On that note, the first chest in Eastern Palace has the dungeon map in this seed. Maps and compasses are useless on these settings, though.
The second chest is more useful, giving us the big key, which we'll need to open the big chest and (after getting a light source) continue on to the boss.
Continuing on, skeletons appear out of nowhere in one room. Speedrunners have found that they're tangible before they become visible, and so you can hit them with pots or other projectiles before they appear. Just beyond them, the compass appears in its usual chest. Having the big key early means next opening the big chest early, but it's just Bombs. And without a light source, that's everything in the dungeon that's in logic for now. This trip was a bust!
We're running out of in-logic checks to do at this point. With over 500 rupees and the ability to lift rocks, though, there's always King Zora. Flippers without Gloves would also give access, through the whirlpool in Lake Hylia, but that's not relevant in this run.
The crabs along the way (which also appear along the shore of Lake Hylia) are more dangerous than they look, since they move erratically and inflict two full hearts of damage if you don't have armor to reduce that. Fortunately, they're also fragile when hit, and blue armor halves their damage anyway.
The ledge in the Zora area has a heart container piece as in the unrandomized game, not worth remembering for later collection.
And King Zora himself sells us Hyrule's most overpriced arrows today. Well, that was a waste of time and money. But what else is left to check?
We've done escape, obviously... cleared out Kakariko and south shore... Sahasrahla and everything in Eastern Palace that's in logic... can't get in Desert Palace without the Book of Mudora... can't do anything in the Dark World without the Moon Pearl... can't go up the mountain (without going out of logic) without a light source... several silent minutes of racking my brains follow, and I ended up cutting them out of the video. This is definitely the low point of the run. Finally, though, I remember something I should have thought of much sooner. Boots! We have Boots!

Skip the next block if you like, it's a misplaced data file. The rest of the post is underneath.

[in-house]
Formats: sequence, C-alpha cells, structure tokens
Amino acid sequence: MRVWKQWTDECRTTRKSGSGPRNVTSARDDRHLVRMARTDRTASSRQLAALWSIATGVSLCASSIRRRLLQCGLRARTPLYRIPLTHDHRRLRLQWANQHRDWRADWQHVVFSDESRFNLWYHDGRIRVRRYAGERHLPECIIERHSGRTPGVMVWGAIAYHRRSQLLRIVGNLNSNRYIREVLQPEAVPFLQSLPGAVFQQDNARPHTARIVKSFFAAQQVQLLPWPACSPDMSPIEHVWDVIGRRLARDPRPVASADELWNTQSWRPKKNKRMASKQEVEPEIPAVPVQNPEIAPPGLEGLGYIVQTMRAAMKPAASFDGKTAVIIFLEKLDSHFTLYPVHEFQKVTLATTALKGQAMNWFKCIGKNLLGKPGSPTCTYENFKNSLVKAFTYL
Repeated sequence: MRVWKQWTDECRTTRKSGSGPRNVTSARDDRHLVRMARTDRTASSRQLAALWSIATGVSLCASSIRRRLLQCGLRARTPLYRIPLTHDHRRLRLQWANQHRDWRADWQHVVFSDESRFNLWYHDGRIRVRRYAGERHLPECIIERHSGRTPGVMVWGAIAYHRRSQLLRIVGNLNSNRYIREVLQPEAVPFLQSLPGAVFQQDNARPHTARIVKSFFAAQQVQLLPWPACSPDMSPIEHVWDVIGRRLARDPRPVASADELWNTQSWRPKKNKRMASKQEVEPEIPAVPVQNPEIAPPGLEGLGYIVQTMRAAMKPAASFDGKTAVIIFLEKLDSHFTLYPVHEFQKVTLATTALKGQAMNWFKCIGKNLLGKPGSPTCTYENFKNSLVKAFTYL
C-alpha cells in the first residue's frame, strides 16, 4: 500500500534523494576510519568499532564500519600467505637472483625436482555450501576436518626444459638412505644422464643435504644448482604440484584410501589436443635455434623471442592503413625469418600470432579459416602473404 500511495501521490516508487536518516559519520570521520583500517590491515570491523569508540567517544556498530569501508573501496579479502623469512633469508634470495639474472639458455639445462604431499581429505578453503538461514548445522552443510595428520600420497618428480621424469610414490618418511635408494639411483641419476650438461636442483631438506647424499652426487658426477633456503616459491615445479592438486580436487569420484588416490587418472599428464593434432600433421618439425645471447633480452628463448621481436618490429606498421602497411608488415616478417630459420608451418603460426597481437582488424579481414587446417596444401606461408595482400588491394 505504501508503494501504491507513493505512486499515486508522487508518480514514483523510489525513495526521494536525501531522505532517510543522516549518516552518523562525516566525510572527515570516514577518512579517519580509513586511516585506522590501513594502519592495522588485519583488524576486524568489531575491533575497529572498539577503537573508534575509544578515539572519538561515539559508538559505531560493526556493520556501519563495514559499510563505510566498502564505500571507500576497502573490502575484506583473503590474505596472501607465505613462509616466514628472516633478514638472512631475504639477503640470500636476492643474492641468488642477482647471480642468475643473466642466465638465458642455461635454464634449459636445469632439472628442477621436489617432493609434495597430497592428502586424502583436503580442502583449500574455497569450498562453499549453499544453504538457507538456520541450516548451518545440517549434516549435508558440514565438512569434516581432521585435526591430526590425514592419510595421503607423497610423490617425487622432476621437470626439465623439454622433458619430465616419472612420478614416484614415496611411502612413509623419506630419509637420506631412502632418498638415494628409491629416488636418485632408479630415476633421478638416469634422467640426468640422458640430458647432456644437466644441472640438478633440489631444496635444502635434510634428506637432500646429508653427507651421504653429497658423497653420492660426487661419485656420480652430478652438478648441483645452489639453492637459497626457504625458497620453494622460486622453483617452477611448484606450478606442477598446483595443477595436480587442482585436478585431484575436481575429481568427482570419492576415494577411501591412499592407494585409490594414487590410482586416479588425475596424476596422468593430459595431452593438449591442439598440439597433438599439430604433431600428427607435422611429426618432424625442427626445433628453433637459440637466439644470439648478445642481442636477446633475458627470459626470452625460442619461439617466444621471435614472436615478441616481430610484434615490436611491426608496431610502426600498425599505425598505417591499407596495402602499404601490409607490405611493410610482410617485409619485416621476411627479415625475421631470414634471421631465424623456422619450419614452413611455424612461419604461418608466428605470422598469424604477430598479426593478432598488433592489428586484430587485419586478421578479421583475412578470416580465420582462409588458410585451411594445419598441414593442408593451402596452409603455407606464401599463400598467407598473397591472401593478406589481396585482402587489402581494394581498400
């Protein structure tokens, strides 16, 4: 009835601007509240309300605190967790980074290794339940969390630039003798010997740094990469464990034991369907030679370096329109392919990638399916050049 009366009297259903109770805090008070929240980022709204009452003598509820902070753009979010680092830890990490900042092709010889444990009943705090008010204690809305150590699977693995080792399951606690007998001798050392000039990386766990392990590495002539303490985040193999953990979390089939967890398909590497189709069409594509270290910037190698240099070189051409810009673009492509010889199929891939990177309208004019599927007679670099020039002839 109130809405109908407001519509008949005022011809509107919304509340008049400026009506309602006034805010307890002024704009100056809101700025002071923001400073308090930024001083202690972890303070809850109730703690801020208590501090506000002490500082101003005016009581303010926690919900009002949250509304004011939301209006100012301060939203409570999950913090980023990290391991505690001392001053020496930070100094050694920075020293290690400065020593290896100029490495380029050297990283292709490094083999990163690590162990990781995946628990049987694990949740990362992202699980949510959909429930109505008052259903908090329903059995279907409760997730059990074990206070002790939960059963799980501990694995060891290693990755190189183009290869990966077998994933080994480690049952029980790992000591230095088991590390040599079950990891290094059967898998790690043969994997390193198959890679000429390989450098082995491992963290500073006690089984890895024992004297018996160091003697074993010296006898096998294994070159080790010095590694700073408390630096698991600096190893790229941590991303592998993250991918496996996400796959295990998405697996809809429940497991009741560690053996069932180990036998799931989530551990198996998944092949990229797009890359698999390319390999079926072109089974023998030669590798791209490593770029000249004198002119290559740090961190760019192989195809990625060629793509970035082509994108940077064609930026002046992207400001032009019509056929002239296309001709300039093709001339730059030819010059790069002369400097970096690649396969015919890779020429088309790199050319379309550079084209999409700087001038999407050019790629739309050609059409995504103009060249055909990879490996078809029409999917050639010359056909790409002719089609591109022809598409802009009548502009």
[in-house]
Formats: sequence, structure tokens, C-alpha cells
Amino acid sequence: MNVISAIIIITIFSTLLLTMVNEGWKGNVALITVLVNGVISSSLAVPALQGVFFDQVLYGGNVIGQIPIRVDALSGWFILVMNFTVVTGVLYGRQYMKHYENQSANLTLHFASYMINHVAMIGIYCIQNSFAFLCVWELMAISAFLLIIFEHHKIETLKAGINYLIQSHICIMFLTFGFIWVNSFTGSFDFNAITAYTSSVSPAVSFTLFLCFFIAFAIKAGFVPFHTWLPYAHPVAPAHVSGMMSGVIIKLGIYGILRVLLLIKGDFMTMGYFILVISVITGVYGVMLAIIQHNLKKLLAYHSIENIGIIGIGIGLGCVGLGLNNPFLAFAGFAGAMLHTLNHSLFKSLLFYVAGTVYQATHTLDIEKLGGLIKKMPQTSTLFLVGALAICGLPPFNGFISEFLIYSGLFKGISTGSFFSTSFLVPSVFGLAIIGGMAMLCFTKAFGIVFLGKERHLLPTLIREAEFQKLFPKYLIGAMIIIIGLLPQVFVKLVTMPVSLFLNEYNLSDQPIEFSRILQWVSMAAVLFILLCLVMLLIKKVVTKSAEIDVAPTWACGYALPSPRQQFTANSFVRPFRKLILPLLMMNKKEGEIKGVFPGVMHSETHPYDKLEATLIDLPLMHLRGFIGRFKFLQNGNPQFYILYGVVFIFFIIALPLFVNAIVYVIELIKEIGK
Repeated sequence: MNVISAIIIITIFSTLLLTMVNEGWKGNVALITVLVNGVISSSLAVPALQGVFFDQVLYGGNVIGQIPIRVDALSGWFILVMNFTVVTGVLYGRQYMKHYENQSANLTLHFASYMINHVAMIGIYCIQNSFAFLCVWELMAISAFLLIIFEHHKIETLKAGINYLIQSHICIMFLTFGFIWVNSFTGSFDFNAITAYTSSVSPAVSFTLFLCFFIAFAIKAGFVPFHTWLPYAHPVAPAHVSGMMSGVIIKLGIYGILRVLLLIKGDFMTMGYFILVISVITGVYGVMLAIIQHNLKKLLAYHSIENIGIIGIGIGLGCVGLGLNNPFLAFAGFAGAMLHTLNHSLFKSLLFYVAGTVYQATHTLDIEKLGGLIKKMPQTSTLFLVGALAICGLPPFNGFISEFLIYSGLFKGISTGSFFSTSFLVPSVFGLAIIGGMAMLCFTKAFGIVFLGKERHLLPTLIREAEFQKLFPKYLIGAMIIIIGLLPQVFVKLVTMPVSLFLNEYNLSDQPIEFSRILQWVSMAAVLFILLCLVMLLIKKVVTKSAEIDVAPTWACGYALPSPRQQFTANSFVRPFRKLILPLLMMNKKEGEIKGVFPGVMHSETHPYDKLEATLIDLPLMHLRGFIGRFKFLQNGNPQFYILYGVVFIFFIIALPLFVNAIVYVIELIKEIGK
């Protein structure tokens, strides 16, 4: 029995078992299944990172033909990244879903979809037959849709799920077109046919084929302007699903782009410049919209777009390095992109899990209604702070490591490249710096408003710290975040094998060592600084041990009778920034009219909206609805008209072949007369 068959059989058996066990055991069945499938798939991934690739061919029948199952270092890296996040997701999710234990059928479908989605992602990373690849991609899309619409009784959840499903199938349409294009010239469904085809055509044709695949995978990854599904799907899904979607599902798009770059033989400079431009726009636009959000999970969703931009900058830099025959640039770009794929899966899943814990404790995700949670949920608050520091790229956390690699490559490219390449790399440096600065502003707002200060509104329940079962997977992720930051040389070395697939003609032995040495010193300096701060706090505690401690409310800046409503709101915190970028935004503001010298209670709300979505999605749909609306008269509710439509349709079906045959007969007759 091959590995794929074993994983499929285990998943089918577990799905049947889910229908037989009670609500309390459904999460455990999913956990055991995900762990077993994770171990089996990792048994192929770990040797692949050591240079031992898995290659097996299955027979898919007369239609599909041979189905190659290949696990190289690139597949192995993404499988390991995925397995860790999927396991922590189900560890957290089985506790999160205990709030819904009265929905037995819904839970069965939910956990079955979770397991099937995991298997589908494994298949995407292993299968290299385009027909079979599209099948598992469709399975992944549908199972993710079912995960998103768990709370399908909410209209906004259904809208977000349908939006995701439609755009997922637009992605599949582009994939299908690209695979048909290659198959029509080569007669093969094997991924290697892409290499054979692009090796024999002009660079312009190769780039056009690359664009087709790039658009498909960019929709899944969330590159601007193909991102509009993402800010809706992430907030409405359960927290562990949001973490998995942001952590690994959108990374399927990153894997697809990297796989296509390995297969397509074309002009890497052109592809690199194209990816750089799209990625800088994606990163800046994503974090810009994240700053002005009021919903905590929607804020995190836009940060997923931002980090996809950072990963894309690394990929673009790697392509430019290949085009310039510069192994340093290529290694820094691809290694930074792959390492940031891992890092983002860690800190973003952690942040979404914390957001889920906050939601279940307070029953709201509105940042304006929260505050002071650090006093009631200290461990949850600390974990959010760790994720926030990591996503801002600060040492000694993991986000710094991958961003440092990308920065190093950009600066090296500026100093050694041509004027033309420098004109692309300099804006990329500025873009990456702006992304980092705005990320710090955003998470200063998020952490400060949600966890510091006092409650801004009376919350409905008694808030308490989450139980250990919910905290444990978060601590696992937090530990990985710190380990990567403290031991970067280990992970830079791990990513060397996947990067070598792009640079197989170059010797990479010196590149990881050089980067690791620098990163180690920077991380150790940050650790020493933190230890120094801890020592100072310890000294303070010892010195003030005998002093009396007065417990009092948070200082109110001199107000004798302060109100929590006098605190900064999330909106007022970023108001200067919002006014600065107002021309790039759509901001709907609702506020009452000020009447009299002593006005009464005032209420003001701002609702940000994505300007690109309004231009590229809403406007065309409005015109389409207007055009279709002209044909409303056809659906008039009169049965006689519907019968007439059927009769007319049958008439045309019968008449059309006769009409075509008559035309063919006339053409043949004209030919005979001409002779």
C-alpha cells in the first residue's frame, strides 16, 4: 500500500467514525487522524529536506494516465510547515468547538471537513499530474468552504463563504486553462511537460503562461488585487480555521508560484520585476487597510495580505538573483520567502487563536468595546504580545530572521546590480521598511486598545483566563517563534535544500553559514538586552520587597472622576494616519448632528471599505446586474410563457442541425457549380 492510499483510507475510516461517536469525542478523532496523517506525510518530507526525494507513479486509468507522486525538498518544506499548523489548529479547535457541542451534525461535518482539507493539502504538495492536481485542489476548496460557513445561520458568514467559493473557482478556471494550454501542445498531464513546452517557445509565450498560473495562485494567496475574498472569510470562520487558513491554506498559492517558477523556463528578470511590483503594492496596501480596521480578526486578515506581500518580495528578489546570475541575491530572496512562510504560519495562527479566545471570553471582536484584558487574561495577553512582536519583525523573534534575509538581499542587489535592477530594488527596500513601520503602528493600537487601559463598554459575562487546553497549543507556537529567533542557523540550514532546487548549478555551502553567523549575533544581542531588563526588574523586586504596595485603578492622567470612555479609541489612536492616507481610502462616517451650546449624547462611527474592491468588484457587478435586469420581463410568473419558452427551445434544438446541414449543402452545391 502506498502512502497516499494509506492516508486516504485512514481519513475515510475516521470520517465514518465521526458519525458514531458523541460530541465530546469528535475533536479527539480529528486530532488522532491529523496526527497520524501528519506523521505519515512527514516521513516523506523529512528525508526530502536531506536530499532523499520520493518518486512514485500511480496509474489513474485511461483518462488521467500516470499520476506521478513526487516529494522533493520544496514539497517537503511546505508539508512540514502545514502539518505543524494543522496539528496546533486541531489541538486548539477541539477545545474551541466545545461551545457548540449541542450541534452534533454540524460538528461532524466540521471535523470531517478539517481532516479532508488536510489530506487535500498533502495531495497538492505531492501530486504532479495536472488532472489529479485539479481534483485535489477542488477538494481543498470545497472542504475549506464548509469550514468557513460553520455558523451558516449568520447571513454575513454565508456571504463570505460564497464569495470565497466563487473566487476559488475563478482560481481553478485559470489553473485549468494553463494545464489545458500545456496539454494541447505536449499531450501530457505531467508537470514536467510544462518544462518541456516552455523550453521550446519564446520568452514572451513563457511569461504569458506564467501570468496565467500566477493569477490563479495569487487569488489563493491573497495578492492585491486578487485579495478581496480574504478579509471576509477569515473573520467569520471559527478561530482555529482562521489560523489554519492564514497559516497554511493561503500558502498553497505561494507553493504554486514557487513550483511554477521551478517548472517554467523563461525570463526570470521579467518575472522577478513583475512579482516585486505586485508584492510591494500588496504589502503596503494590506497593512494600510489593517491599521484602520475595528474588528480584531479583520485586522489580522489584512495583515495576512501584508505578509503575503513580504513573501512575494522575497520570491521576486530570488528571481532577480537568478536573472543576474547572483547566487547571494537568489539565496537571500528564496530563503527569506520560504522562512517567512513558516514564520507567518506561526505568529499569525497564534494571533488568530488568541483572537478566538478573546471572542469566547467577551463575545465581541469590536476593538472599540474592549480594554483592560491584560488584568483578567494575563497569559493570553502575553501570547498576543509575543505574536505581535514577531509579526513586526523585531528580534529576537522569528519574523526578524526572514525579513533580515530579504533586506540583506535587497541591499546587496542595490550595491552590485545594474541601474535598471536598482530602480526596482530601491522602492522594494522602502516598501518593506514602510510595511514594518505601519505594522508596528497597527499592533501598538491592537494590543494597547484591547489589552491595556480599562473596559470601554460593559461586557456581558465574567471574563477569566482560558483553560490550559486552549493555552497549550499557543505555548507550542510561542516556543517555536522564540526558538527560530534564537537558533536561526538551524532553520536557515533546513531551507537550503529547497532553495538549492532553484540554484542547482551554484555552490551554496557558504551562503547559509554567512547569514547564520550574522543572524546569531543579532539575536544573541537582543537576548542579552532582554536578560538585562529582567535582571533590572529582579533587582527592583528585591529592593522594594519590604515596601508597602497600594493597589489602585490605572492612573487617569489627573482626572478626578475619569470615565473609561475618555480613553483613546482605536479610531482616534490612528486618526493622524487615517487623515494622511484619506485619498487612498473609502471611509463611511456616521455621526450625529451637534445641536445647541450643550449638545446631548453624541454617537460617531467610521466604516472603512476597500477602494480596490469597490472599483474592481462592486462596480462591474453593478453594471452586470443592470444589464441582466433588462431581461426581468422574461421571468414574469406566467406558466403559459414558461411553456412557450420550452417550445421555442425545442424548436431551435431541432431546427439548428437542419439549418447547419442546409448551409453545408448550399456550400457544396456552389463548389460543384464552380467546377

And so, to the Bonk Rocks. With the Boots, we can break down piles of rocks, and the one by the church hides another treasure chest.
That gives us Dark World access, and that means tons of new things to check.
In the original game, to get to the Dark World, you need to beat Agahnim, and he'll drag you into it. To beat Agahmin, you need the Master Sword, and to get the Master Sword, you need all three Pendants. However, because the whole point of the Randomizer is that everything is shuffled all around, you're more likely to gain access to the Dark World through alternate routes first. Routes that require you to have items you normally can't get until after reaching the Dark World in the first place, like the Titan's Mitts. Which we already have.
Which means that with the Mitts and the Moon Pearl, we can head straight to the Dark World right now and not have to think about Agahnim at all.
With the forest right there, Skull Woods is a good place to start, but first, let's do a map check.
We're probably not going to end up doing Misery Mire and Ice Palace, then. Swamp Palace may be slightly higher priority because it has one of two pieces that are needed to unlock the jumbo bomb and open up two more items at Pyramid Faerie. Though none of those are accessible yet anyway.
The Beginner preset uses 7/7 Defeat Ganon goal settings, which is a common option in races in general. The first 7 means that all seven Crystals are necessary to open up Ganon's Tower. The second 7 means that all seven Crystals are necessary to damage Ganon. Defeat Ganon means that you need to first clear Ganon's Tower to open the way to Ganon, then go defeat Ganon to clear the game. These are, in effect, the same settings as the original game uses, though it doesn't specifically require having any Crystals to damage Ganon if you somehow reach the fight without them.
There are several other goal settings available in the Randomizer. Fast Ganon works basically the same way as Defeat Ganon, except that you don't need to clear Ganon's Tower at all and can jump right into the fight as soon as you have enough Crystals and equipment. And at this point in the commentary, I get sidetracked by what's happening in the game and don't finish explaining goals until some time later.